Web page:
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Thread: Bear Bells

  1. #1
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    Default Bear Bells

    I was wondering about the effectiveness of those little bells people wear to alert bears to their presence. I know people joke about them a lot, but is there any particular reason why they wouldn't work?

    My biggest concern comes from something that was told to me by a park ranger when I was a kid. He said that whistling wasn't a good idea because bears didn't associate the noise with humans. I'm worried that the same would be true for bells.

    On the other hand, a bear that's never run into a human before wouldn't associate anything with us, so maybe the whistling thing was BS. I guess it's possible that bears would mistake whistling with birds singing, thereby rendering it ineffective. I was in cub scouts when I was told this, so it's also possible that I'm remembering the ranger's advice wrong all these years later.

    It's easy enough to strike up a conversation when in the woods with someone else, but when alone I get tired of babbling to myself.

    Do you guys think a bell or other noise maker would be a good thing to carry?

    (Sorry if this post hasn't made any sense, I'm very tired.)

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    Member Bear Buster's Avatar
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    I was wondering about the effectiveness of those little bells people wear to alert bears to their presence. I know people joke about them a lot, but is there any particular reason why they wouldn't work?
    They work as good as bear spray IMO.....why not carry one of those little air horns and just toot it once in awhile.

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    The overall feeling I've gotten from talking to bear experts and rangers is that the bear bells are not all that effective. The sound is too high pitched and doesn't carry very well. Not to mention the fact that they can be really annoying! They are probably better than nothing, but I feel more secure when I'm making a bit more noise than a little bell can muster.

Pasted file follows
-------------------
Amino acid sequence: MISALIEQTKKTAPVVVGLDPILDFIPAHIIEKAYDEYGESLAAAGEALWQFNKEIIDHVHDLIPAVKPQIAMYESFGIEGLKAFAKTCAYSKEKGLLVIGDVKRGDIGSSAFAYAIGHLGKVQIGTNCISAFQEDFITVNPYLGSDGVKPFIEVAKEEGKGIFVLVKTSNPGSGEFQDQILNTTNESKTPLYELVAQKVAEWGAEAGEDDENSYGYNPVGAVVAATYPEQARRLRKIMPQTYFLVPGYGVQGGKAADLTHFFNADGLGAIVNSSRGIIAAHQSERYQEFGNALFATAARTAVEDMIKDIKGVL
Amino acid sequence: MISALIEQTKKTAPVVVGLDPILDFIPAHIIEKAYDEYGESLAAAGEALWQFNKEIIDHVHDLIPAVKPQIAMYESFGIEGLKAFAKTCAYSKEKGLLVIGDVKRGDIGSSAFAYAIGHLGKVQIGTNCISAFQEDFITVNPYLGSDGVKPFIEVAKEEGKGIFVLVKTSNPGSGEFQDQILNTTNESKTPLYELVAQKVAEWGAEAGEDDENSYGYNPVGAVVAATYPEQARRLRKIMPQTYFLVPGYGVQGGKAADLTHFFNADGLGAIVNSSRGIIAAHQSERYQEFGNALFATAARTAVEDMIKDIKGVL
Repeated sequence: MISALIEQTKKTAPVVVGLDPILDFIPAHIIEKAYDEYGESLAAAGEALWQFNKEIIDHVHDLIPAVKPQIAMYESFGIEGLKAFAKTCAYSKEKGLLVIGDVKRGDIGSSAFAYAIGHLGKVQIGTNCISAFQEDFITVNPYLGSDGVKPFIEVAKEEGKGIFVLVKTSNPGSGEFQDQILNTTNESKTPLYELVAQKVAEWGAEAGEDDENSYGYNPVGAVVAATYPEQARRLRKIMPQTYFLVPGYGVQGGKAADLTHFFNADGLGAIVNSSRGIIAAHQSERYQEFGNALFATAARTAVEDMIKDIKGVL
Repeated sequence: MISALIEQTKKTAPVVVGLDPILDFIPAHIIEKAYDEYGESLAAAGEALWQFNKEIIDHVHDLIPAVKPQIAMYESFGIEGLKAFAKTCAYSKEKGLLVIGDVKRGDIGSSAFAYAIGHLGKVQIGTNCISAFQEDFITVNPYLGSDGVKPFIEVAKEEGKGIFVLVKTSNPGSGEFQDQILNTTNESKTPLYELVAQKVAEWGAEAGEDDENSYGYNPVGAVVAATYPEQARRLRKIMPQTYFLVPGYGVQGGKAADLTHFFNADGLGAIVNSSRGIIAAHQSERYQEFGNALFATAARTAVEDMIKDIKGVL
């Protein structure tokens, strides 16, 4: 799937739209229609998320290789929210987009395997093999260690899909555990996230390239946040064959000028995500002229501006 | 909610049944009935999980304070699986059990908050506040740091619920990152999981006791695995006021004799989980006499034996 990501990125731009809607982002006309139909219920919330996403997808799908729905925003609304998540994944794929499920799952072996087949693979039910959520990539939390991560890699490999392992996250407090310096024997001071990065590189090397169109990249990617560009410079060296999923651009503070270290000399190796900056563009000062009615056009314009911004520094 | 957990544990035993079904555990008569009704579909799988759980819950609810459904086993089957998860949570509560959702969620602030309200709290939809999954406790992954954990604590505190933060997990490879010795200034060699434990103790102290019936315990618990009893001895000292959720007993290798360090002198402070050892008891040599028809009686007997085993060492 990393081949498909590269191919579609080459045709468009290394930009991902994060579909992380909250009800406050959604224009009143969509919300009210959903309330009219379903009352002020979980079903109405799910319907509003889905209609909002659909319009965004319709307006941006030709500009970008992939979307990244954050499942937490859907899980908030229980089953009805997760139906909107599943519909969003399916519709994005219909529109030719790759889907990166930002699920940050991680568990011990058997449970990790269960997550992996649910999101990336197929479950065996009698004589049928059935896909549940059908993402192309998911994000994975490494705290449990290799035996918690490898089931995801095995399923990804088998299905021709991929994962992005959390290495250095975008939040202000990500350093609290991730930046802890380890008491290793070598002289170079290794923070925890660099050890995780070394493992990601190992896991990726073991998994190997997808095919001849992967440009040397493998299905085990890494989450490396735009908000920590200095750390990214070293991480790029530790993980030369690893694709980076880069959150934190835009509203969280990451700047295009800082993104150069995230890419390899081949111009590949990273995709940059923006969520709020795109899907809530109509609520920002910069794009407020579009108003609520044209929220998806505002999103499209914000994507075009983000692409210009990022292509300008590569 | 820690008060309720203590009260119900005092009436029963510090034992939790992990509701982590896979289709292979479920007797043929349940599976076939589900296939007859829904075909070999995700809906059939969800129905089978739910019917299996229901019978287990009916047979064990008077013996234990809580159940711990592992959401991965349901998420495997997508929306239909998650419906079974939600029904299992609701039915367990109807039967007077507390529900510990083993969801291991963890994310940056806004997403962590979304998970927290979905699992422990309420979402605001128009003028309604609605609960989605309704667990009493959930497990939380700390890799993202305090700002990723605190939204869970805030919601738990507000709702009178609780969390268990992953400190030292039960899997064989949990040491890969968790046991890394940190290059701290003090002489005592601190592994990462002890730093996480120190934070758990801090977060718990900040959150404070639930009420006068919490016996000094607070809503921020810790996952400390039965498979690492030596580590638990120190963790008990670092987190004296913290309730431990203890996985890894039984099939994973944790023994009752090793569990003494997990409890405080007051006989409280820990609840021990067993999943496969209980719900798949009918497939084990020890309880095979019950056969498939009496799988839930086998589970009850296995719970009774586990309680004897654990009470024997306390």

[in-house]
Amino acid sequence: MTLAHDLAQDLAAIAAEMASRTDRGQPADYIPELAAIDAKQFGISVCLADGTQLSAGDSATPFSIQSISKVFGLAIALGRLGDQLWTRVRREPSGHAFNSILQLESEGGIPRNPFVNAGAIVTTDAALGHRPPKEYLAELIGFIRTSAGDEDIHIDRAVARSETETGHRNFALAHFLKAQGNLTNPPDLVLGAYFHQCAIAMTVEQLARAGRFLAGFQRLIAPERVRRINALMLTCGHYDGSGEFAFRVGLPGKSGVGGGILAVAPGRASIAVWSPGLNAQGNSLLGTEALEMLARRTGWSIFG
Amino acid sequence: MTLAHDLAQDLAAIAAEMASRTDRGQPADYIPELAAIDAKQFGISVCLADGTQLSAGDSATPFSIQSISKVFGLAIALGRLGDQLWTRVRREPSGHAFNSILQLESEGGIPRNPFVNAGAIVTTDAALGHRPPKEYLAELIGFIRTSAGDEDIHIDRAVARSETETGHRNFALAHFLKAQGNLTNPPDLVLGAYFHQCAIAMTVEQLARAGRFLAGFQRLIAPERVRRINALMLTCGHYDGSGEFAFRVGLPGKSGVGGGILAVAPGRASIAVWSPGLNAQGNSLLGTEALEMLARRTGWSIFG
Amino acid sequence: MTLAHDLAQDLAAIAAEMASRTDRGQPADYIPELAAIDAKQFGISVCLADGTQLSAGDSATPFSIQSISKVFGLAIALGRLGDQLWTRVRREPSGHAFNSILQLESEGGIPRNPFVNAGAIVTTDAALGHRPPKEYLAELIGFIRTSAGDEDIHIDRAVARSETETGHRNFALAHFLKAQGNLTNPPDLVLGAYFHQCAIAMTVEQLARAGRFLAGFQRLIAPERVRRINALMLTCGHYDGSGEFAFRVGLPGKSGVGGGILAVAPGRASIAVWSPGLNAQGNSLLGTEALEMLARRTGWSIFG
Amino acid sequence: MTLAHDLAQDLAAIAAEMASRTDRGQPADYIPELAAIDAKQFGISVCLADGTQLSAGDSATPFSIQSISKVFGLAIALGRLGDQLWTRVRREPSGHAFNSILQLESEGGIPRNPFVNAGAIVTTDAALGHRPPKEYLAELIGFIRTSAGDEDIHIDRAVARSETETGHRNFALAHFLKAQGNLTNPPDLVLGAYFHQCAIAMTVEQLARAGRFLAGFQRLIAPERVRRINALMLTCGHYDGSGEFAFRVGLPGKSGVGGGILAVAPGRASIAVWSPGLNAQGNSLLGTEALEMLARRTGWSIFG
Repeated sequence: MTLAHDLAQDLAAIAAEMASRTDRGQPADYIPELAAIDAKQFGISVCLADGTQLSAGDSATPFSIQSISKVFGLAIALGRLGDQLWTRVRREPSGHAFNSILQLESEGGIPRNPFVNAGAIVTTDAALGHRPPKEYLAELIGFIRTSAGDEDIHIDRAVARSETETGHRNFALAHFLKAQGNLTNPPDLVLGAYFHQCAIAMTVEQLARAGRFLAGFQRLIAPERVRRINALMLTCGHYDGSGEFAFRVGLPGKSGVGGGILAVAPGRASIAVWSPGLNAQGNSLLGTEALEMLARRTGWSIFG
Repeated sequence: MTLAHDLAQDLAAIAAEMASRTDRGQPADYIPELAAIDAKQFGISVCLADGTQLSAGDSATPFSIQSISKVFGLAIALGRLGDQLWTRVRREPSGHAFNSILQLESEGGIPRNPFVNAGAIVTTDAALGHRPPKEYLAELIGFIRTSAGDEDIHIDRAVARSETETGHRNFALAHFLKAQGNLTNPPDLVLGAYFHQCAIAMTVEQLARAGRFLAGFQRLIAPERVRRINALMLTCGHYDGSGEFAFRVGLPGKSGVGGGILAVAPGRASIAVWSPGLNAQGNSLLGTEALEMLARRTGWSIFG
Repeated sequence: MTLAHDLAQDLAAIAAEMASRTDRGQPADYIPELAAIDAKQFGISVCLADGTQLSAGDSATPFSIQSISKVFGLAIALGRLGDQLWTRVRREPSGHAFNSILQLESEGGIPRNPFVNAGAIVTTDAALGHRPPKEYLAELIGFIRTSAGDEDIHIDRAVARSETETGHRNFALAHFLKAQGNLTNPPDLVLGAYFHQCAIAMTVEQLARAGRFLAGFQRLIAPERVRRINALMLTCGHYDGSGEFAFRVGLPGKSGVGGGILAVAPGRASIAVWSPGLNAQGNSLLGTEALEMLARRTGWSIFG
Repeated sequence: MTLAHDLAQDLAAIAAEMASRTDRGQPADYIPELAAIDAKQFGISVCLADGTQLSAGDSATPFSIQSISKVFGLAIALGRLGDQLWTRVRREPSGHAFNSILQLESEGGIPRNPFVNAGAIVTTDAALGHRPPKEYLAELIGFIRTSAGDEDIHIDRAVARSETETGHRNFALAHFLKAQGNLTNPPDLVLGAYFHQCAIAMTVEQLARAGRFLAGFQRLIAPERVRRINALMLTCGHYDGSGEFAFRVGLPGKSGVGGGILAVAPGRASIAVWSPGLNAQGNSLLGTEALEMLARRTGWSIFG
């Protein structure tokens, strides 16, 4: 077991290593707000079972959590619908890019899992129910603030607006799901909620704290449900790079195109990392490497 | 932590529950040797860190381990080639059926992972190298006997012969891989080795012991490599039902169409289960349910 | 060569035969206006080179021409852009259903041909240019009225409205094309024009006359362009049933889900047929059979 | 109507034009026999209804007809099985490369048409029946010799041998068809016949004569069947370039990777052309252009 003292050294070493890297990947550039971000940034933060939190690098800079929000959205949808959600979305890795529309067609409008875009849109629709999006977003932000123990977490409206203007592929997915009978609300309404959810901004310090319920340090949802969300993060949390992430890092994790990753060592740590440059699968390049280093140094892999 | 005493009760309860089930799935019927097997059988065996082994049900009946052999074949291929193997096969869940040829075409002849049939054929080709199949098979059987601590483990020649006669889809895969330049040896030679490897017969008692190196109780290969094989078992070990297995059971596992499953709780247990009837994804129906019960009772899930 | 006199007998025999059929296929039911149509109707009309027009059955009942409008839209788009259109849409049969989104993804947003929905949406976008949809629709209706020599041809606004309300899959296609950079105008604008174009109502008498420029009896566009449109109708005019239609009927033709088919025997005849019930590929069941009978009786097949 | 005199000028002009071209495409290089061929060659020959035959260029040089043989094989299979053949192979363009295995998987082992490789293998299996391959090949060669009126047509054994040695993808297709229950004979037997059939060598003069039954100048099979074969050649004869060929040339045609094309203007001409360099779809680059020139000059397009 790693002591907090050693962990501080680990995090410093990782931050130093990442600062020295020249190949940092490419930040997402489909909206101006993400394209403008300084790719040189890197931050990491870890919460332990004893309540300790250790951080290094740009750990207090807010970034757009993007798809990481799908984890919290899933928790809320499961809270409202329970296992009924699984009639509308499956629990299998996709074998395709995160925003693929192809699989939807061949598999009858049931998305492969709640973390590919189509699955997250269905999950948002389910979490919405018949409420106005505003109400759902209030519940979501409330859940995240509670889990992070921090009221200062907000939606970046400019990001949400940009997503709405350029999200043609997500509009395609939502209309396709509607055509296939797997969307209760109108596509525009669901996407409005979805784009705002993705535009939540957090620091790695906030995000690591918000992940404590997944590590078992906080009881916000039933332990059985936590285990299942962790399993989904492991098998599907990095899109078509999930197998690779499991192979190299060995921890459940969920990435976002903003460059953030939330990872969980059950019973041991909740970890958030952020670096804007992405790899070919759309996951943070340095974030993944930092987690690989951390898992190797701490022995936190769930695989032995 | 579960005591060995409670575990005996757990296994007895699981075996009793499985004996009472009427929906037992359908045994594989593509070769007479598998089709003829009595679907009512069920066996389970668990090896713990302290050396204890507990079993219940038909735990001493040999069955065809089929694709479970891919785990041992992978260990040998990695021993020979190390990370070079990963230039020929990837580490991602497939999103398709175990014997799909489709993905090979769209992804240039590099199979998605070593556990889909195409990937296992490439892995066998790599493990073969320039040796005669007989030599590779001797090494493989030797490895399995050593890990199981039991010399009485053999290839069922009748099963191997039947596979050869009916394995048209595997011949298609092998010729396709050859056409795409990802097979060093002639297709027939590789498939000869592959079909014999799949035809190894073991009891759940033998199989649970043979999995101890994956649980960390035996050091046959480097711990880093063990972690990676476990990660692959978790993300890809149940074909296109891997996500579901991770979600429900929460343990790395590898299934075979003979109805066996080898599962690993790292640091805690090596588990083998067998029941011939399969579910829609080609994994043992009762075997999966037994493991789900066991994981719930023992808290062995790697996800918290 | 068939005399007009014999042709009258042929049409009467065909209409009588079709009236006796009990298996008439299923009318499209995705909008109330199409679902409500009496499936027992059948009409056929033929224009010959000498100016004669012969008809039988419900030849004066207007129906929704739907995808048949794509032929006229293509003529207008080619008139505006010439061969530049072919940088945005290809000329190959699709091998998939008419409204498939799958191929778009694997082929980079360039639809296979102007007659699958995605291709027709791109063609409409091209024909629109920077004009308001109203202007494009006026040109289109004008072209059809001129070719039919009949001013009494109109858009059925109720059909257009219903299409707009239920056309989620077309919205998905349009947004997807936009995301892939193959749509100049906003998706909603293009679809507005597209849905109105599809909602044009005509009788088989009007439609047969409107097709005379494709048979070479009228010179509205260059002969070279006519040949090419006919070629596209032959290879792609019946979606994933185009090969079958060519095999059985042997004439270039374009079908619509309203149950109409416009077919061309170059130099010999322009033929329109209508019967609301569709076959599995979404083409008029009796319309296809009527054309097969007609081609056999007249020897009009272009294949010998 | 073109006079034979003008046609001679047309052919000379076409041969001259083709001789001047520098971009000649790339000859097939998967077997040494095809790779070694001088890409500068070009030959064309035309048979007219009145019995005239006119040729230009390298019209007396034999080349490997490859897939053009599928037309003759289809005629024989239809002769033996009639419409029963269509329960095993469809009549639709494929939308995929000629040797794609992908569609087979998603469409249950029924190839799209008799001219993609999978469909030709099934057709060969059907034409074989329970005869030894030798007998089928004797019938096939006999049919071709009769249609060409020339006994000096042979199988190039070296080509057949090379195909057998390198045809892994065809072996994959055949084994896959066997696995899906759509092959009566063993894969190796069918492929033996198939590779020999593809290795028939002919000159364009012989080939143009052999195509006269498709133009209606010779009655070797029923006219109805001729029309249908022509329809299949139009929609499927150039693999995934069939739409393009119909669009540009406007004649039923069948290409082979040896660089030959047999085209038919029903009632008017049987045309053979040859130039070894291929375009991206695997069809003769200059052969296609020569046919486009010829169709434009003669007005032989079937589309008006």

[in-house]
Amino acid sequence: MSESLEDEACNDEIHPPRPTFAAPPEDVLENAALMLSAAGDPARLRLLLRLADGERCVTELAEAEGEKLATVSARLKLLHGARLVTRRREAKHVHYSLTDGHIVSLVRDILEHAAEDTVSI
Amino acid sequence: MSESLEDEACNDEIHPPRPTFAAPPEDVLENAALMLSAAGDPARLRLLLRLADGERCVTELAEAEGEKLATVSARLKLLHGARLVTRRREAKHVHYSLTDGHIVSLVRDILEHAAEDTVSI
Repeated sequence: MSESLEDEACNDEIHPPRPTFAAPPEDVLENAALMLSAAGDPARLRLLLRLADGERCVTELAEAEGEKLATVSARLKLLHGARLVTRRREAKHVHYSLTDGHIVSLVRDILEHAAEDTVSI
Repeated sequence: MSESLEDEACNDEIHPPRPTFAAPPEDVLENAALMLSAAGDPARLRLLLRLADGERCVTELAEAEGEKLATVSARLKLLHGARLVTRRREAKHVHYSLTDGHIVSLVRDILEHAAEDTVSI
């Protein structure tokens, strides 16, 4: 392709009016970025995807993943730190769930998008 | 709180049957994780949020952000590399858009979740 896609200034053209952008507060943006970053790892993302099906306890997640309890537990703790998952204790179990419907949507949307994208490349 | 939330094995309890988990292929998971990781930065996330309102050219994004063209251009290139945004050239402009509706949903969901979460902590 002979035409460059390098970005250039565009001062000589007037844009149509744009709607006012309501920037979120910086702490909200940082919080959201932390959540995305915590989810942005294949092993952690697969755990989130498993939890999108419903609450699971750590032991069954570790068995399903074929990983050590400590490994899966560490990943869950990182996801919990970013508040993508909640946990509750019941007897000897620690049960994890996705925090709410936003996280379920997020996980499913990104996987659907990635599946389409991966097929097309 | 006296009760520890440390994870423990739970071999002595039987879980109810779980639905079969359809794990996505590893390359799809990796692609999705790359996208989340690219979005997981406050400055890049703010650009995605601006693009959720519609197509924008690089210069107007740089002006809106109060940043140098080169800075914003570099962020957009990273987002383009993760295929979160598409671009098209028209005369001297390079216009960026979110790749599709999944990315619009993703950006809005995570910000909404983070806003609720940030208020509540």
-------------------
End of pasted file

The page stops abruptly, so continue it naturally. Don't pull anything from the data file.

I do know what you mean about babbling to yourself in the woods. However it seems like it comes with traveling in bear country. If you're in the open with good line of sight in all directions then you probably don't need to make noise as frequently. I try to let out a hearty "Hey bear" or other yell every few minutes if I'm in the woods, near a noisy creek or river, or coming over the crest of a hill. If you get sick of yelling you can clap your hands.

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    Member AKPacker's Avatar
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    I've also heard that they are too high pitched for bears to associate them with humans. I've even heard that they could actually attract bears since they associate high pitched noises with small prey animals, don't know if there's any truth to that though. I'm with Kennicott, I try to keep up a conversation with my hiking partners, and every once in a while, loudly yell out "hey bear" so that they'll know we're coming.
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    So it sounds like bear bells aren't that effective.

    I like the clapping idea, thanks.

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    Default Hey bear

    Quote Originally Posted by AKPacker View Post
    I've also heard that they are too high pitched for bears to associate them with humans. I've even heard that they could actually attract bears since they associate high pitched noises with small prey animals, don't know if there's any truth to that though. I'm with Kennicott, I try to keep up a conversation with my hiking partners, and every once in a while, loudly yell out "hey bear" so that they'll know we're coming.
    The yelling is more effective. When I take folks through brush I tell them to make noise. But simple conversation is not very loud. If I can barely hear someone who is ten feet behind me then the bear won't hear us coming either. Bears have a great sense of smell but their hearing and vision is similar to humans. So if a bear is busy munching on berries then he might not hear you coming.

    All of that said, there is too sometimes too much concern about bears and there is no need to go hoarse yelling every 15 seconds "HEY BEAR". As Paul said, a lot of Alaskan hiking is over pretty open ground where you have a good view of the area and so you don't need to worry as much.

    In the vast majortiy of cases, the bear will hear or smell you before you get close enough for a close encounter.

    I highly recommend the DVD "Staying Safe in Bear Country"... great information by the leading experts in bear behaviour.

    hope this helps

    Greg
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    Guided Alaskan Backpacking Adventures

    Author of Hiking Alaska's Wrangell-St. Elias National Park
    published by Falcon Guides

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    When hiking alone I find that my rendition of Tammy Wynet songs keep me really safe.
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    Member OKElkHunter's Avatar